RALEIGH, N.C. (AP) -- One by one, North Carolina State has taken care of some things it hasn't done since Philip Rivers was under center.
Now the No. 23 Wolfpack are turning their attention toward the one opponent that has dominated them since then: Clemson.
N.C. State has lost six straight in the series against the Tigers since Rivers beat them in 2003 -- the Wolfpack's longest active losing streak against any Atlantic Coast Conference team. They've defeated every other ACC team at least once since then.
"I think they maybe just had our number for a little bit, but we're looking to change that," tight end George Bryan said Monday. "Just to beat Clemson would be a great thing, and it would definitely be a change, and maybe we could keep that going for the years to come."
Of course, it's way too early for N.C. State to think about flipping the rivalry like that. At least for now, the Wolfpack (6-2, 3-1) would settle for just one victory against the Tigers (4-4, 2-3) -- because a win would keep them in control of the Atlantic Division. N.C. State took charge in the divisional race last week by knocking off Florida State in dramatic fashion.
"There's a lot on the line, and this is a big football game," coach Tom O'Brien said. "Certainly, each and every week, they get bigger, but that's the exciting thing. It's neat to be in this situation and be playing for the things we're playing for right now."
This has already been a memorable season for the Wolfpack, whose 4-0 start was their best since Rivers was a junior in 2002 and pushed them into the Top 25 for the first time since his senior season. Now, after a few weeks out of the polls, they're ranked again -- just in time to try for their first win against the Tigers since '03.
Clemson has won each of its three meetings against O'Brien-coached N.C. State teams by an average of 20 points.
"They still have pretty good backs down there," O'Brien said. "They've got a lot of talent. They're a big, powerful football team, and a lot of the guys we played last year are still playing."
Except one important one: C.J. Spiller.
The explosive all-purpose threat now with the Buffalo Bills was a one-man wrecking crew through the years against the Wolfpack. In four meetings against them, he averaged 106 1/2 yards rushing and accounted for eight touchdowns -- including last year's do-it-all show in which he rushed for a score, caught another one and threw a TD pass in a 43-23 rout.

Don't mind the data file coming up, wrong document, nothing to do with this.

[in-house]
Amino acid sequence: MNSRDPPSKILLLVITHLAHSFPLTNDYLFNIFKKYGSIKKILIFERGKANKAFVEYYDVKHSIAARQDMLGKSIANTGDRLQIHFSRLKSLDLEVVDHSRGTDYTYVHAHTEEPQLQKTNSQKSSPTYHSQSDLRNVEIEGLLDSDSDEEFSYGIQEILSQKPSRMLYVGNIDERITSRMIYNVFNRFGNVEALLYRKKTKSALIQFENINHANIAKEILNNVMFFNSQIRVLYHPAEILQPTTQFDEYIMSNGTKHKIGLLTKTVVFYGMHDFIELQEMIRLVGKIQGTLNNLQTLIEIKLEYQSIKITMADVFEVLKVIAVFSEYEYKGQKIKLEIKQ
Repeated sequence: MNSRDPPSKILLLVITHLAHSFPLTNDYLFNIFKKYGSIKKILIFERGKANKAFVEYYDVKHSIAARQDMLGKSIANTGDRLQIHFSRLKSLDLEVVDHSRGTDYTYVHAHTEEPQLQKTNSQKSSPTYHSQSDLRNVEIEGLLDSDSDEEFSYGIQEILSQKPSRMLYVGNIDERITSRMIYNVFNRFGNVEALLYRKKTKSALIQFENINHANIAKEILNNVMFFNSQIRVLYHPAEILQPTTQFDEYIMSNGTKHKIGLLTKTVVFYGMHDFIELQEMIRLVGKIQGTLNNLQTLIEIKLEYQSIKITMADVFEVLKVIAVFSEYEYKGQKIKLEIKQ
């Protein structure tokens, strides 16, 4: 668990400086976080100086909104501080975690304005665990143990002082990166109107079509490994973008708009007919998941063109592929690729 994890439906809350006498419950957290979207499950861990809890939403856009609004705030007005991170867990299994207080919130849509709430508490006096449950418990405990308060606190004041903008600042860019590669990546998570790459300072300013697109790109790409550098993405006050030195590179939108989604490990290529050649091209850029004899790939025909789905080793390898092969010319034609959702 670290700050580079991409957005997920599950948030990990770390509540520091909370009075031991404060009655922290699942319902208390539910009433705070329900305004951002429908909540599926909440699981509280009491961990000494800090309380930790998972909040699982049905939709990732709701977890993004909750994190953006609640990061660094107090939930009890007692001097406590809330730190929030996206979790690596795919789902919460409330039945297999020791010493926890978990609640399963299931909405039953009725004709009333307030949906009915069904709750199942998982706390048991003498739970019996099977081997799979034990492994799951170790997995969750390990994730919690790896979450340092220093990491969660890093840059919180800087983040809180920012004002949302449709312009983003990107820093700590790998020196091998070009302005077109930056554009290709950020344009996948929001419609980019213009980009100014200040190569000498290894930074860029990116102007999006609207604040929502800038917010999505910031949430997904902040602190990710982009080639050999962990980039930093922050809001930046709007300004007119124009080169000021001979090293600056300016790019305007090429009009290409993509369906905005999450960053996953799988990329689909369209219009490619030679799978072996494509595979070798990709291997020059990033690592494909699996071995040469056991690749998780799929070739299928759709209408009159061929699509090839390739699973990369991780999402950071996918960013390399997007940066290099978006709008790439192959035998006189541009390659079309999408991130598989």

One of the challenges faced by Dabo Swinney has been finding a way to make up for Spiller's lost production. He'll be without one of his top weapons -- leading rusher Andre Ellington, who injured a toe in last week's loss to Boston College and will miss at least two games.
That probably will mean an increased workload for Jamie Harper, who's more of a physical runner than the quicker Ellington, but there might not be a change in the way the guys up front will play, N.C. State defensive end David Akinniyi said.
"Clemson's more of the type of offensive line that will just try to maul you, run the ball down your throat," Akinniyi said. "I think it's probably going to be one of the most physical games we've been in so far."
This marks the first game of a challenging late-season schedule for the Wolfpack, who will play three November games on the road for the first time since 1973. They return home next week to face struggling Wake Forest, then wrap up the season at rival North Carolina and at Maryland in a game that could decide who will represent the division in the ACC title game in Charlotte.
"Every 37 years, we go on the road three times in November," O'Brien deadpanned. "We just caught the wrong year."
Top 25 Overview
North Carolina State is flying high after defeating FSU last week but now faces a foe it hasn't beaten in six straight contests: Clemson. That's the Wolfpack's longest active losing streak against any ACC team. The Tigers look to bounce back after a turnover-filled loss to Boston College. Clemson has won each of its three meetings against Tom O'Brien-coached NC State teams by an average of 20 points.